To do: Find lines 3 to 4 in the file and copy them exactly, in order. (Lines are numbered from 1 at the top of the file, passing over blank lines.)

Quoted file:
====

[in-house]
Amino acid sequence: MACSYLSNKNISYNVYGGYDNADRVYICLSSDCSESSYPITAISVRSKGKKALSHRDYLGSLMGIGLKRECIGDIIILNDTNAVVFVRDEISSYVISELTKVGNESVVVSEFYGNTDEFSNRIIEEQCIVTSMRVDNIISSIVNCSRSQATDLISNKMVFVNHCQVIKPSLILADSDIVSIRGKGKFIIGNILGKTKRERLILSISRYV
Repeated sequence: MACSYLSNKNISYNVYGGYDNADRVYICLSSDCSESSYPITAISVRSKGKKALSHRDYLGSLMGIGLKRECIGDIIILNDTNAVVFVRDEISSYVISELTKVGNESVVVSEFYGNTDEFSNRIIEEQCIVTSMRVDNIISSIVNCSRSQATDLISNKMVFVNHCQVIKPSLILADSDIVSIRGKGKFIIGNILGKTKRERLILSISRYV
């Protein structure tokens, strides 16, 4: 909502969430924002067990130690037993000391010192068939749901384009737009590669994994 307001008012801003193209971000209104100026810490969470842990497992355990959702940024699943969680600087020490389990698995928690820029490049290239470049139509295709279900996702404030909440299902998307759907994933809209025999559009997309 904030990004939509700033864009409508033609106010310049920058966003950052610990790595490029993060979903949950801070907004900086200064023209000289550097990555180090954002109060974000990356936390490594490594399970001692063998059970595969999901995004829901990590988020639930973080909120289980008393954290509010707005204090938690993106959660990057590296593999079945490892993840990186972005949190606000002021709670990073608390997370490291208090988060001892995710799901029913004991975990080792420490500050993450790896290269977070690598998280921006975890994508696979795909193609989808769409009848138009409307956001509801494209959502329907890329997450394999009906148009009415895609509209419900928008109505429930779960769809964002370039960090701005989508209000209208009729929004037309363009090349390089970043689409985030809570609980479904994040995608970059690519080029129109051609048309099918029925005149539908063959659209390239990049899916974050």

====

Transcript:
Repeated sequence: MACSYLSNKNISYNVYGGYDNADRVYICLSSDCSESSYPITAISVRSKGKKALSHRDYLGSLMGIGLKRECIGDIIILNDTNAVVFVRDEISSYVISELTKVGNESVVVSEFYGNTDEFSNRIIEEQCIVTSMRVDNIISSIVNCSRSQATDLISNKMVFVNHCQVIKPSLILADSDIVSIRGKGKFIIGNILGKTKRERLILSISRYV
């Protein structure tokens, strides 16, 4: 909502969430924002067990130690037993000391010192068939749901384009737009590669994994 307001008012801003193209971000209104100026810490969470842990497992355990959702940024699943969680600087020490389990698995928690820029490049290239470049139509295709279900996702404030909440299902998307759907994933809209025999559009997309 904030990004939509700033864009409508033609106010310049920058966003950052610990790595490029993060979903949950801070907004900086200064023209000289550097990555180090954002109060974000990356936390490594490594399970001692063998059970595969999901995004829901990590988020639930973080909120289980008393954290509010707005204090938690993106959660990057590296593999079945490892993840990186972005949190606000002021709670990073608390997370490291208090988060001892995710799901029913004991975990080792420490500050993450790896290269977070690598998280921006975890994508696979795909193609989808769409009848138009409307956001509801494209959502329907890329997450394999009906148009009415895609509209419900928008109505429930779960769809964002370039960090701005989508209000209208009729929004037309363009090349390089970043689409985030809570609980479904994040995608970059690519080029129109051609048309099918029925005149539908063959659209390239990049899916974050």